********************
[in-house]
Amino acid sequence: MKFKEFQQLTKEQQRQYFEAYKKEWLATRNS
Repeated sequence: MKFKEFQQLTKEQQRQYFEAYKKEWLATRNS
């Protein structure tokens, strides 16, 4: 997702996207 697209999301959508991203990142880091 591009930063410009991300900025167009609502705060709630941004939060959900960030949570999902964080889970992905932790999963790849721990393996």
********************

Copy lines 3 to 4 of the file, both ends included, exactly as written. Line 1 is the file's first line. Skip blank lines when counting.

Repeated sequence: MKFKEFQQLTKEQQRQYFEAYKKEWLATRNS
């Protein structure tokens, strides 16, 4: 997702996207 697209999301959508991203990142880091 591009930063410009991300900025167009609502705060709630941004939060959900960030949570999902964080889970992905932790999963790849721990393996």